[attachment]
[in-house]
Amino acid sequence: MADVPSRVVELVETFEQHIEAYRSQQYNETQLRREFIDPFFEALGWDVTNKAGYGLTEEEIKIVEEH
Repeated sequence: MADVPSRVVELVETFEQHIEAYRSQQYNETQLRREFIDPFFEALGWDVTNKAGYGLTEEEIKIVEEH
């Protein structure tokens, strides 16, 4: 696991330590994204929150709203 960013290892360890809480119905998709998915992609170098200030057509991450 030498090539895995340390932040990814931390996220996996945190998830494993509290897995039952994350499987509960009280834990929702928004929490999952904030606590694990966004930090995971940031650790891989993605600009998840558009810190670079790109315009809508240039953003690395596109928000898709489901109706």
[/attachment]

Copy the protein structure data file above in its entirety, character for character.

[in-house]
Amino acid sequence: MADVPSRVVELVETFEQHIEAYRSQQYNETQLRREFIDPFFEALGWDVTNKAGYGLTEEEIKIVEEH
Repeated sequence: MADVPSRVVELVETFEQHIEAYRSQQYNETQLRREFIDPFFEALGWDVTNKAGYGLTEEEIKIVEEH
């Protein structure tokens, strides 16, 4: 696991330590994204929150709203 960013290892360890809480119905998709998915992609170098200030057509991450 030498090539895995340390932040990814931390996220996996945190998830494993509290897995039952994350499987509960009280834990929702928004929490999952904030606590694990966004930090995971940031650790891989993605600009998840558009810190670079790109315009809508240039953003690395596109928000898709489901109706």